John Hurrell – 3 July, 2012
With the film we see personal and normally private footage of the naturally affected artist behaving with bravado towards his dad's corpse. He is even clowning with the body, pinching his father's nose, tapping his cheeks, looking at his hands and dress shirt and sheepishly grinning. This seems to be partly to entertain the person filming, partly as a lovingly humorous comment on his father's personality, and partly stress.
Luke Willis Thompson
Sunday 1 July, 3 pm
As part of the performance program devised for Natasha Conland’s Made Active Chartwell exhibition at Auckland Art Gallery, this work by Luke Willis Thompson fits in nicely with his two earlier pieces discussed on this site: one at RM featuring a Stepin Fetchit store-display mannequin, and the other a house in Epsom to which viewers were taken by taxi.
Sunday’s performance consisted of a film screening (four sessions, a dozen people each time) at a panel beater’s premises, a site that used to be a Funeral Parlour and where in 2009 the artist saw his father’s body lying in a casket before it was buried.
The ‘performance’ is that documentation of Thompson gazing at, thinking about, and touching his father’s body and clothing. He was filmed by his brother and the screening was held in an enclosed area that seemed to be used for spray painting. The projector was screwed to the ceiling and worked by remote control whilst the space where the audience sat seems to have originally been a small chapel with pews. As a performance work there is no ‘liveness’ apart from the seated audience themselves providing it as surrogate members of the family attending the parlour three years later. Or the ‘live’ Thompson of three years in front of a camera.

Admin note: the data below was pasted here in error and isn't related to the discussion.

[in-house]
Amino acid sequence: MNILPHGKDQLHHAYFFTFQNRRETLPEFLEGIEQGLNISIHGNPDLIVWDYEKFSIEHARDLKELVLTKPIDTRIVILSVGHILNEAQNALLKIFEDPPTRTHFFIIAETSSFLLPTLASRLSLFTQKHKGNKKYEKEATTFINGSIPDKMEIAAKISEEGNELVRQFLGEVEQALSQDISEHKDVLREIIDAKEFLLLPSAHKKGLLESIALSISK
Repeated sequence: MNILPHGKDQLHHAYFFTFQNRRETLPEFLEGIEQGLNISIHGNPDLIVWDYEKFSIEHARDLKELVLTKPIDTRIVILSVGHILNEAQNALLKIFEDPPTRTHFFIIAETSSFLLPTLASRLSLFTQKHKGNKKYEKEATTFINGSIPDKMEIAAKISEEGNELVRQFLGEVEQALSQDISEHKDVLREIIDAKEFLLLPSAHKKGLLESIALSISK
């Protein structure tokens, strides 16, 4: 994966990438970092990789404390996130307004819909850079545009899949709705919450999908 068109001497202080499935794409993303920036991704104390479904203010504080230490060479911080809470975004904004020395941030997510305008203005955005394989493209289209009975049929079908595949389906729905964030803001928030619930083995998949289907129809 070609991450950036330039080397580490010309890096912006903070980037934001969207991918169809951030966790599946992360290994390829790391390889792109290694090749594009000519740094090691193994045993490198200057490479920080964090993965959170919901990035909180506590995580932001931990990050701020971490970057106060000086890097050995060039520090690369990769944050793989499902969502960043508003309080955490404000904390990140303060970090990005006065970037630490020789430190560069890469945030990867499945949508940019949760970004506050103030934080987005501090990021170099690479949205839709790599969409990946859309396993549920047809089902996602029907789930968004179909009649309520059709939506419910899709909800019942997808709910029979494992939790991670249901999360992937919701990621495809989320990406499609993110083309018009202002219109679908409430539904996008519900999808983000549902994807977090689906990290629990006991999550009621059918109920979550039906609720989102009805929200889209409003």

With the film we see very personal and normally private footage of the naturally affected artist behaving with bravado towards his dad’s corpse. He is even clowning with the body, pinching his father’s nose, tapping his cheeks, looking at his hands and dress shirt and sheepishly grinning. This seems to be partly to entertain the person filming, partly as a lovingly humorous comment on his father’s personality, and partly stress. Despite his perky and jovial demeanour Thompson is still bleary eyed and shaken.
There is something courageous about the way Thompson presents his own vulnerability using family home movies. The work focuses on time and place and how swiftly family life and municipal social amenities change. The camera work is jittery and the artist nervous, so at times it is difficult to watch. As a work Untitled is more audience friendly than hisinthisholeonthisislandwhereiam installation earlier this year because this time plenty of contextual information is made available through the Made Active catalogue. It seems very focussed in its use of architecture, traumatic memory, audience placement, and of course the greatest of all themes, the inevitability of death.
There is a panel discussion on Made Active this evening (3/7) at Auckland Art Gallery Toi o Tamaki, in the lecture theatre - starting at six. Should be fun. Blair French, Natasha Conland, David Cross and the artists will be present. See you there.